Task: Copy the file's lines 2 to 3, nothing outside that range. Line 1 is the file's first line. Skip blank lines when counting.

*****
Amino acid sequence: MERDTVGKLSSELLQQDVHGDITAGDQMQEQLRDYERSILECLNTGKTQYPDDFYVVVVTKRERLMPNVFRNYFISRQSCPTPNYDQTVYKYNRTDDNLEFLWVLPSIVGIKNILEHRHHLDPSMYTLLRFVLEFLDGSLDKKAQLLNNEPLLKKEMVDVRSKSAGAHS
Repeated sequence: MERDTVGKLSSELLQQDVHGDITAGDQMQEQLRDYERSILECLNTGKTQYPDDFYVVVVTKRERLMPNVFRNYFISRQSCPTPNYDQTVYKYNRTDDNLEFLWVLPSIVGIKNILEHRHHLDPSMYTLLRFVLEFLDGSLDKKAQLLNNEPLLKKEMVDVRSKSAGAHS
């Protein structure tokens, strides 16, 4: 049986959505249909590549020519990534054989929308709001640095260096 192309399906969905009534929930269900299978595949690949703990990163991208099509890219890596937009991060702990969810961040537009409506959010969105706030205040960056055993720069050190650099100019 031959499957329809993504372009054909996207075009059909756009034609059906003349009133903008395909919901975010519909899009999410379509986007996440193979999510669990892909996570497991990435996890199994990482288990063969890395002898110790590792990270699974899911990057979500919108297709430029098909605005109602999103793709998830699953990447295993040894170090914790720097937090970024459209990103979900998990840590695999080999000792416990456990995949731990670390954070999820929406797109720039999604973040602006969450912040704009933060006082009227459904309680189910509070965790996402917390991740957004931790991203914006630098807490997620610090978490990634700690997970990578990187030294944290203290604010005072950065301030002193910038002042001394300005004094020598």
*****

Repeated sequence: MERDTVGKLSSELLQQDVHGDITAGDQMQEQLRDYERSILECLNTGKTQYPDDFYVVVVTKRERLMPNVFRNYFISRQSCPTPNYDQTVYKYNRTDDNLEFLWVLPSIVGIKNILEHRHHLDPSMYTLLRFVLEFLDGSLDKKAQLLNNEPLLKKEMVDVRSKSAGAHS
């Protein structure tokens, strides 16, 4: 049986959505249909590549020519990534054989929308709001640095260096 192309399906969905009534929930269900299978595949690949703990990163991208099509890219890596937009991060702990969810961040537009409506959010969105706030205040960056055993720069050190650099100019 031959499957329809993504372009054909996207075009059909756009034609059906003349009133903008395909919901975010519909899009999410379509986007996440193979999510669990892909996570497991990435996890199994990482288990063969890395002898110790590792990270699974899911990057979500919108297709430029098909605005109602999103793709998830699953990447295993040894170090914790720097937090970024459209990103979900998990840590695999080999000792416990456990995949731990670390954070999820929406797109720039999604973040602006969450912040704009933060006082009227459904309680189910509070965790996402917390991740957004931790991203914006630098807490997620610090978490990634700690997970990578990187030294944290203290604010005072950065301030002193910038002042001394300005004094020598």